mental health

SLU administrator helps fight med students’ depression

Dr. Stuart Slavin, associate dean of curriculum for the SLU School of Medicine, is tackling the problem of far too many students in medical school who become burned out, anxious and depressed. He is developing a national following for his efforts, with publication in various medical/education journals, and is partly responsible for changes implemented at the SLU Med School. He talked with his students after they took an pharmacology exam.

When Dr. Stuart Slavin started his administrative duties at the St. Louis University Medical School, the mental health of medical students was not one of his concerns.

About nine years ago Slavin, the associate dean of curriculum, came across material about a problem of depression and anxiety among med students. He almost dismissed it, thinking that the problem didn't exist at SLU. "They seemed happy," Slavin said of his students. "I knew some students were suffering because medical school is demanding, but overall I thought our students were doing well."

SLU/Glennon support of postpartum moms via text is growing

Sarah Caldera Wimmer and her three sons, Camilo, 2 months-old, Elian, 3 and Mateo 4, she needed some friendly support while her husband Yader Caldera was at work. Sarah and her husband Yader played with the baby while the other two boys played with their train set.

Sarah Caldera Wimmer remembers how overwhelming it felt to have two children 18 months apart. Danis Pediatric Center turned out to be a support not just for her sons' care, but also her well-being.

Caldera Wimmer was among the first participants in a St. Louis University research program to support mothers through post-partum depression via text messages. The Happy Mothers, Healthy Families program was launched in 2013 to evaluate the feasibility of sending supportive text messages to mothers of varying backgrounds at risk for postpartum depression.

Outpatient mental health office opens in Herculaneum

Catholic Family Services has opened an outpatient mental health office in Herculaneum to serve children and families in Jefferson County.

The office opened after Catholic Family Services received a three-year grant of more than $500,000 from the Jefferson Memorial Community Foundation. Therapists will provide individual and family therapy services to those seeking support and those who may be mandated for treatment.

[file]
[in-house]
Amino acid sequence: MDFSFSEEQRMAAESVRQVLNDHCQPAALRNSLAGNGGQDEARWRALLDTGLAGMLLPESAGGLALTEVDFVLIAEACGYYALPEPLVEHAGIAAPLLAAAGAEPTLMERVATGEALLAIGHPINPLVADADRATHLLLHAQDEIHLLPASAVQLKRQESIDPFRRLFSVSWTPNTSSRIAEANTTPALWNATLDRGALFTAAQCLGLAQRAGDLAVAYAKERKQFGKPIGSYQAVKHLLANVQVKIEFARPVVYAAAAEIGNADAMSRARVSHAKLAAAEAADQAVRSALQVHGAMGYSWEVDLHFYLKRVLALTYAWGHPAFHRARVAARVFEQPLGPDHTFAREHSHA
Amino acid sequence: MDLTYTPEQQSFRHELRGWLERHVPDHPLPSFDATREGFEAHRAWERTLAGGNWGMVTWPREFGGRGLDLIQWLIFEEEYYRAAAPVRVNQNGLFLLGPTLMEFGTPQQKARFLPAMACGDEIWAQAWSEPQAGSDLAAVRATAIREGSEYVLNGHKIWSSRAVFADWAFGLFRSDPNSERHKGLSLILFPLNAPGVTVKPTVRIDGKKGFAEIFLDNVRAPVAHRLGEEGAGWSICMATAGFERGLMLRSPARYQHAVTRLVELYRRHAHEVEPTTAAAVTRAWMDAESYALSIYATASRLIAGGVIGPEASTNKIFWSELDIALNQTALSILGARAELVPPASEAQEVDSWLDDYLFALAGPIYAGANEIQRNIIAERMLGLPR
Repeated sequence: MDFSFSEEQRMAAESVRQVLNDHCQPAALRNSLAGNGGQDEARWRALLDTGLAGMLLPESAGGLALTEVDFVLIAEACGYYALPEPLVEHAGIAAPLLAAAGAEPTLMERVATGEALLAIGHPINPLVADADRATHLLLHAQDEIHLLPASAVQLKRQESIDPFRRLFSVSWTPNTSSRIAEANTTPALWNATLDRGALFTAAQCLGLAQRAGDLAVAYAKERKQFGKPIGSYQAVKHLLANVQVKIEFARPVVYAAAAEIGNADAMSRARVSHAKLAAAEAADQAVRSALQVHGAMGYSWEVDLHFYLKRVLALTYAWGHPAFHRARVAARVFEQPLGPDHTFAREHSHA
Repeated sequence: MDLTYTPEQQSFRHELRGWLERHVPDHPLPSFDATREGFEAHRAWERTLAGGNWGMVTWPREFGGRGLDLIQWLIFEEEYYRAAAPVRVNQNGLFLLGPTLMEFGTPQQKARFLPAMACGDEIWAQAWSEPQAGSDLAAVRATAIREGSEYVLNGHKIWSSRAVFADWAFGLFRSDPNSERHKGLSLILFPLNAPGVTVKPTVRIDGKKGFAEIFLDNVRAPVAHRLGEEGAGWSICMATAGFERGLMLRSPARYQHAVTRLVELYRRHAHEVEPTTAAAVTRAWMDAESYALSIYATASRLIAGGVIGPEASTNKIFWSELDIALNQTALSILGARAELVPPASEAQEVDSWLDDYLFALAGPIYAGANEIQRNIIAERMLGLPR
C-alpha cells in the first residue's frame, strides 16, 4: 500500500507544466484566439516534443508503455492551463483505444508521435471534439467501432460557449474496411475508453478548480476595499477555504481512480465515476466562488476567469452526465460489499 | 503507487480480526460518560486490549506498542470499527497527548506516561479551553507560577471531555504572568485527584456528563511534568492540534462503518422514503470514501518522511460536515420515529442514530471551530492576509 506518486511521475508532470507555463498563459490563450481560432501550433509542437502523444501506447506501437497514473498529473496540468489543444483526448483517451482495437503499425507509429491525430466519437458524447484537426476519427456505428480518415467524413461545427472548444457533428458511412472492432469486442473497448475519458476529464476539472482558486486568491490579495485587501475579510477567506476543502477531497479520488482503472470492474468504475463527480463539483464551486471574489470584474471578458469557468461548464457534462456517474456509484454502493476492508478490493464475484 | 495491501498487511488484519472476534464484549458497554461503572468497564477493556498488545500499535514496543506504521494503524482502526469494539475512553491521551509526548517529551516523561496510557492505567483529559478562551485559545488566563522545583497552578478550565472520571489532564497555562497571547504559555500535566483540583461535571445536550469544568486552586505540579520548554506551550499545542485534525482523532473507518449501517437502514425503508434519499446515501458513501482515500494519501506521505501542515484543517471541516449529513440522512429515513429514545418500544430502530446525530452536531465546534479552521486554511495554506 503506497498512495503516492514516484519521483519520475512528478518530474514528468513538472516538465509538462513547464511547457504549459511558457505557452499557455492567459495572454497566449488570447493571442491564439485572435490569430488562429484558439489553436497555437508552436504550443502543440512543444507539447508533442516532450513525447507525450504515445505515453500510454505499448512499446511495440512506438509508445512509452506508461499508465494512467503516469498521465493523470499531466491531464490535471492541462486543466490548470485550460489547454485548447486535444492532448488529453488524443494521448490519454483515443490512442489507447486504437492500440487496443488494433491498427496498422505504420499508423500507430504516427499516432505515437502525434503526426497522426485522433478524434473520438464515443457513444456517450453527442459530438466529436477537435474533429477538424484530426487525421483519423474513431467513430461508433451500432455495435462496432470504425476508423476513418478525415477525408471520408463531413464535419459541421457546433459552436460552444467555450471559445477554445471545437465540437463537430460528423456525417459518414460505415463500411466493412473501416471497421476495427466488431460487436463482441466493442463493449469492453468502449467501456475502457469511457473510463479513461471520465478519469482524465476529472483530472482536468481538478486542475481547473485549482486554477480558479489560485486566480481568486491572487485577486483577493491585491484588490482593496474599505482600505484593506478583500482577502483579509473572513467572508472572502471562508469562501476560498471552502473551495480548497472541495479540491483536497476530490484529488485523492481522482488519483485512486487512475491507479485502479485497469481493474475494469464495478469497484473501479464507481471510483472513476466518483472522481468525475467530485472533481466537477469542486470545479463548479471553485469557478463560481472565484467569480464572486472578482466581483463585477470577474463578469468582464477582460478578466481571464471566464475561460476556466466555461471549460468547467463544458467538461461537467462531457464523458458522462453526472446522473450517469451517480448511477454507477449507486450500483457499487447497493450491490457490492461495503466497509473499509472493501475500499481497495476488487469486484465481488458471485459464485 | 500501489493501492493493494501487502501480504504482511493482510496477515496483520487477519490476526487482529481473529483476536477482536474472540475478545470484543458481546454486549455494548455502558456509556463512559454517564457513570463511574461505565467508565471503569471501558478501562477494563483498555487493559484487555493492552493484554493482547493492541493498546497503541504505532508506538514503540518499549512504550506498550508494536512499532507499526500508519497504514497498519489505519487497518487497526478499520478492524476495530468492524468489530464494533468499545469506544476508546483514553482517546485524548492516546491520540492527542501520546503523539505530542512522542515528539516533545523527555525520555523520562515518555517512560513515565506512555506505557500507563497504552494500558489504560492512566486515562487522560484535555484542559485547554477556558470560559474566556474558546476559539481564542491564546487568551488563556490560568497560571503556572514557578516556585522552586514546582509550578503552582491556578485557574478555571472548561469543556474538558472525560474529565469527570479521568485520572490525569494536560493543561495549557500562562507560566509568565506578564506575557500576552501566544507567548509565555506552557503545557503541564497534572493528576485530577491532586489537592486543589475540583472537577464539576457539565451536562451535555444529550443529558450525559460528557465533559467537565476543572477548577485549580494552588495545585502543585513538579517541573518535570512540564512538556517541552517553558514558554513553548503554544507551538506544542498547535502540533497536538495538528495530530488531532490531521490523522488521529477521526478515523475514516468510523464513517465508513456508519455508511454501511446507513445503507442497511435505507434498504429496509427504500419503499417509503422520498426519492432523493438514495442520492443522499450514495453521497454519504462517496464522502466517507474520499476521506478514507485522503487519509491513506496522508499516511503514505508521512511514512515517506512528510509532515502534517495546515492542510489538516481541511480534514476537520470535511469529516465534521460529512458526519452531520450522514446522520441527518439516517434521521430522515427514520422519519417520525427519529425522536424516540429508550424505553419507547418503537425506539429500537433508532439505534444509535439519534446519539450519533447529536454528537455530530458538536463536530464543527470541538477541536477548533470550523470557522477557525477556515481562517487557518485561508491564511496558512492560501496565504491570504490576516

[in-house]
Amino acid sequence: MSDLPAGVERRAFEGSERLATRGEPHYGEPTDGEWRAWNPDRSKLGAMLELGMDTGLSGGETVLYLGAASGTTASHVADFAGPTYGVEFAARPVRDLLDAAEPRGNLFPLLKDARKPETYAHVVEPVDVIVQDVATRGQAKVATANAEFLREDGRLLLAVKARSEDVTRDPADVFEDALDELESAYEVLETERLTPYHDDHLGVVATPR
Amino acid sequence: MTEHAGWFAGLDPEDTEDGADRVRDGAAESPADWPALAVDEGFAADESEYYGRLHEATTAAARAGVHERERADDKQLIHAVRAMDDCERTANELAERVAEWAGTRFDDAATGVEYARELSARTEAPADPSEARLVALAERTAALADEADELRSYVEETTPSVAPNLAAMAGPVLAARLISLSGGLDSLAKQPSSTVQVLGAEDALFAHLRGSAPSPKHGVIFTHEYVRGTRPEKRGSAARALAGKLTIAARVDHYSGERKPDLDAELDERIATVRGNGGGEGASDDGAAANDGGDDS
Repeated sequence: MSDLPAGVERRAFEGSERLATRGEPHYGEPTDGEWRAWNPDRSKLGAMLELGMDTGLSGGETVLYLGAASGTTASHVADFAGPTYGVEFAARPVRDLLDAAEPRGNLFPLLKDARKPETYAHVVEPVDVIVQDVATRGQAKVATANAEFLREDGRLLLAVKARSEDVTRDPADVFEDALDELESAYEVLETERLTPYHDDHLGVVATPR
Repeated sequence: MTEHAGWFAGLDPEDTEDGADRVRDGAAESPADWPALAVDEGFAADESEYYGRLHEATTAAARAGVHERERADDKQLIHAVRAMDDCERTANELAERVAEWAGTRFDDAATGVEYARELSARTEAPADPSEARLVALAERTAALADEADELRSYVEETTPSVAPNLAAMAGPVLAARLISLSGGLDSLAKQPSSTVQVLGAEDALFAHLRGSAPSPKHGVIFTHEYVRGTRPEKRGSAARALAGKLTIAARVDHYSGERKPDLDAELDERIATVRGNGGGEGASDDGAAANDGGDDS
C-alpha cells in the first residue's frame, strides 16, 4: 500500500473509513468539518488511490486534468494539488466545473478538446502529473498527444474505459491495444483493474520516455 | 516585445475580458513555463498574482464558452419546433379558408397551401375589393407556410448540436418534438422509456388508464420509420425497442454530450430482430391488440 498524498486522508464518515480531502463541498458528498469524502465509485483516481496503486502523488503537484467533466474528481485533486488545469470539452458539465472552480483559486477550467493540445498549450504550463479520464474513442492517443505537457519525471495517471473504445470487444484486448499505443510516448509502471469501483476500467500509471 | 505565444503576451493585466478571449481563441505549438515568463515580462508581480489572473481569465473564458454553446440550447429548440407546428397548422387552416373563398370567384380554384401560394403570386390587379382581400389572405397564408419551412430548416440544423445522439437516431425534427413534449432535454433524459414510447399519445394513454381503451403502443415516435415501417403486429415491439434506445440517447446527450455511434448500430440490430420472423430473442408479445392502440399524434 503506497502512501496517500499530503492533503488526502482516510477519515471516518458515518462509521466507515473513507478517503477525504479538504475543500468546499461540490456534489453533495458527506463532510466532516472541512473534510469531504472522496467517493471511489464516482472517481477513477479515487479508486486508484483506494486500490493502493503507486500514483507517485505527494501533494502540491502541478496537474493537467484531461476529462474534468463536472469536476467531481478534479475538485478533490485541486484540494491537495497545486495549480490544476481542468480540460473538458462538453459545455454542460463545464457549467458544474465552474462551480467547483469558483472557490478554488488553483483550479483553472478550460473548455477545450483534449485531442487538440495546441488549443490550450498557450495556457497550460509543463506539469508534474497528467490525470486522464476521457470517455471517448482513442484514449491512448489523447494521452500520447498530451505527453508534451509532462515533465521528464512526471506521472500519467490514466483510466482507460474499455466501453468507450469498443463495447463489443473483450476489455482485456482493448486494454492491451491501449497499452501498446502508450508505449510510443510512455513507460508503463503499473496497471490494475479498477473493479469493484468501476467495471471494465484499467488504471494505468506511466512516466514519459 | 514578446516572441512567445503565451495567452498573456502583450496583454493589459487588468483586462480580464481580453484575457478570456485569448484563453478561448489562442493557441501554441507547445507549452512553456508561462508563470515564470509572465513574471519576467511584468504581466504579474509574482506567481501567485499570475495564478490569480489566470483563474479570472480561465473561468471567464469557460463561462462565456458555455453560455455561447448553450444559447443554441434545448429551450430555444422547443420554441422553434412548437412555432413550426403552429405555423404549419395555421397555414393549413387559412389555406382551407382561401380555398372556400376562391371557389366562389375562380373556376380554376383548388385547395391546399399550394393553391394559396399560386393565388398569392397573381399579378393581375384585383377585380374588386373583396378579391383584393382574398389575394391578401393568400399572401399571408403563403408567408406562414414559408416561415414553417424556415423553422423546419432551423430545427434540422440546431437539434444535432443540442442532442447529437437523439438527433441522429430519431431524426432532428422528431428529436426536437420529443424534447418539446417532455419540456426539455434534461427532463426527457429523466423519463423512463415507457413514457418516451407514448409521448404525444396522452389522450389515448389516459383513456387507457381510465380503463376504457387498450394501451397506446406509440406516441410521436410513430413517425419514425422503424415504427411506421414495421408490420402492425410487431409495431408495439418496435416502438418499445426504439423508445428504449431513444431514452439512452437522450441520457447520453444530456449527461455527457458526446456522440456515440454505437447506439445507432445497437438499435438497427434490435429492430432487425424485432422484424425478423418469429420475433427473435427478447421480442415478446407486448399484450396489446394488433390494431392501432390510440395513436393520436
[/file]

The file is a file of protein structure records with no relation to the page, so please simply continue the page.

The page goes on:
Editorial | Speak up on mental illness

When a child has a fever or a rash that won't seem to go away, it's off to the doctor's office. Broken bones expedite a trip to the emergency room.

But somehow, we don't always treat emotional and mental well-being in the same way. And it's no wonder, the way our culture treats mental illness.

The comments and jokes about those with mental illness happen too often. Most people don't mean to be offensive, but it perpetuates the stigma of mental illness.

What is mental illness? Definitions and resources for mental illness

A mental illness is a medical condition that disrupts a person’s thinking, feeling, mood, ability to relate to others and daily functioning. Just as diabetes is a disorder of the pancreas, mental illnesses are medical conditions that often result in a diminished capacity for coping with the ordinary demands of life.

Serious mental illnesses include major depression, schizophrenia, bipolar disorder, obsessive compulsive disorder (OCD), panic disorder, posttraumatic stress disorder (PTSD) and borderline personality disorder. The good news about mental illness is that recovery is possible.

Community discussions break down walls of stigma of mental illness in youths

Tamara Kenny and her son Eli take a daily walk at Francis Park to check in with each other and talk about their days before heading home for dinner. Eli, who lives with autism and bipolar disorder, uses the time with his mom to communicate how he’s feeling.

Taking a walk in Francis Park is how Eli Engel decompresses after school.

He talks with his mom, Tamara, about how his day went and how he's feeling. Checking in on his mental well-being is an important part of their routine.

The 17-year-old has an outgoing, fun personality. He likes writing rap lyrics under the pseudonym "Bulldog." His favorite subject is math, and he's a strict vegetarian, citing a need to protect all creation — even little ladybugs.

But the last several years have been tough on Eli, who has bipolar disorder.

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